The board likewise expanded the permission for contractors to park, maintain and store heavy equipment — weighing two tons or more — when it normally would be forbidden. The previous draft exempted contractors in the manufacturing-industrial, and highway- and office-commercial districts, except where the site abutted a property in another zoning district. The July draft removes that exception.

Home-based business concerns
However, the board added a couple of stipulations governing home-based business occupations. First,  it provided that “a maximum of one business vehicle of up to 24,000 pounds gross vehicle weight may be parked regularly in a location visible from a public road or neighboring properties.” Before, the rezoning plan had not limited the number of vehicles.
       Second, the board added a line stating that at a home-based business, “no hazardous materials, such as oil, propane, gasoline and other toxic chemicals, shall be used or stored on the property in quantities that may pose a threat to public health or safety.” “I think it’s important that it is a privilege” as opposed to a right, said Councilman John Van Tassel, who advocated the change at the July editing session.
       Finally, the new draft redefines “warehouse” to encompass “warehouse/wholesale business” enterprises and refers to “a structure or structures or business operation in which materials, goods, or equipment are stored and/or held and transported for distribution, including mini-storage and self-storage facilities, excluding retail sales.”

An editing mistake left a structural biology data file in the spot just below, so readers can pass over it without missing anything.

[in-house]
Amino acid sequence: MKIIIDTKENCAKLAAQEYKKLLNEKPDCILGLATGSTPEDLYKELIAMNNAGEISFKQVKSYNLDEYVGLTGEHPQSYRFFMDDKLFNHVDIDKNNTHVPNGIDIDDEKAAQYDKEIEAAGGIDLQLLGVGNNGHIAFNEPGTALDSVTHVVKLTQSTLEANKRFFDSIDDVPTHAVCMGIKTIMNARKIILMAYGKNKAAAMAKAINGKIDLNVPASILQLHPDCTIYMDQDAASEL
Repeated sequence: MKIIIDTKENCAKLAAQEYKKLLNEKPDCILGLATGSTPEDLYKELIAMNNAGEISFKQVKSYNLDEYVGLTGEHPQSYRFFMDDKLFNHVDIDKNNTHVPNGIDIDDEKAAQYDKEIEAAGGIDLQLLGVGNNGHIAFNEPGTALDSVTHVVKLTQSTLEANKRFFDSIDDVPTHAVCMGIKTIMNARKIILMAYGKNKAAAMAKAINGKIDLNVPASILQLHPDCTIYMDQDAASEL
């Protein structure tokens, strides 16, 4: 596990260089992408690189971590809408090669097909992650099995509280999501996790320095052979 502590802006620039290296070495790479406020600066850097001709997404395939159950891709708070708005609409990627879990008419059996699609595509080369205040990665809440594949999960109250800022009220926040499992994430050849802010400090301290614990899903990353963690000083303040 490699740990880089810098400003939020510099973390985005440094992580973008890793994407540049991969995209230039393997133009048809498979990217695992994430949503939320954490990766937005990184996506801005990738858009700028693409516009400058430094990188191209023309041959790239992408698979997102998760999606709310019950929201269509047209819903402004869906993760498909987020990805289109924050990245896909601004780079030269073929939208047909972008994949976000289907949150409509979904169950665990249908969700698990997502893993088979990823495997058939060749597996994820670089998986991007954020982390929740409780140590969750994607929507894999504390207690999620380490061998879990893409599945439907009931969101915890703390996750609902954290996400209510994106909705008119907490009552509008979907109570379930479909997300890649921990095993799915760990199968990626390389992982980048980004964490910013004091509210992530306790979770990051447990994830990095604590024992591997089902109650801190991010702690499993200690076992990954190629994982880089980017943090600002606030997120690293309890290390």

Occurring throughout the new draft, a another change substitutes “40,000 square feet” for the prior wording of “one acre,” to dovetail with current R-40 zoning, involving lots of 40,000 square feet. An acre fills 43,560 square feet; the revision enables a parcel falling just short of one acre to avoid problems.

Next Steps
Over late spring and summer, the board also studied the maps accompanying the rezoning draft, with an eye toward possible improvements. In one case, it removed from scenic ridgeline coverage a ridge on Saunders Farm in Garrison. When the board convened for its regular monthly meeting Aug. 5, the alteration prompted a question from a neighbor who described himself as “suspicious” and “shocked.” Shea replied that the planned rezoning already deeply affects Saunders Farm and that the board sought to lift some of the burden. “We did it. I don’t regret doing it,” he said, observing as well that the planned rezoning continues to safeguard scenery. “If you go through and count the number of ridgelines protected on these maps, it’s probably 100.”
       As the summer winds down, the Town Board awaits a new “build-out” analysis, gauging the effect of the rezoning, and preparation of an environmental assessment form, both being undertaken by consultants. “Those things will get done, hopefully, in the next couple months,” Shea said in mid-July. “We’ll have a public meeting when the EAF is finished.” Ultimately, “this will all lead to a public hearing,” — the formal opportunity for the public to voice opinions.

Behind The Story

Type: News

News: Based on facts, either observed and verified directly by the reporter, or reported and verified from knowledgeable sources.

Armstrong was the founding news editor of The Current (then known as in 2010 and later a senior correspondent and contributing editor for the paper. She worked earlier in Washington as a White House correspondent and national affairs reporter and assistant news editor for daily international news services. Location: Cold Spring. Languages: English. Areas of expertise: Politics and government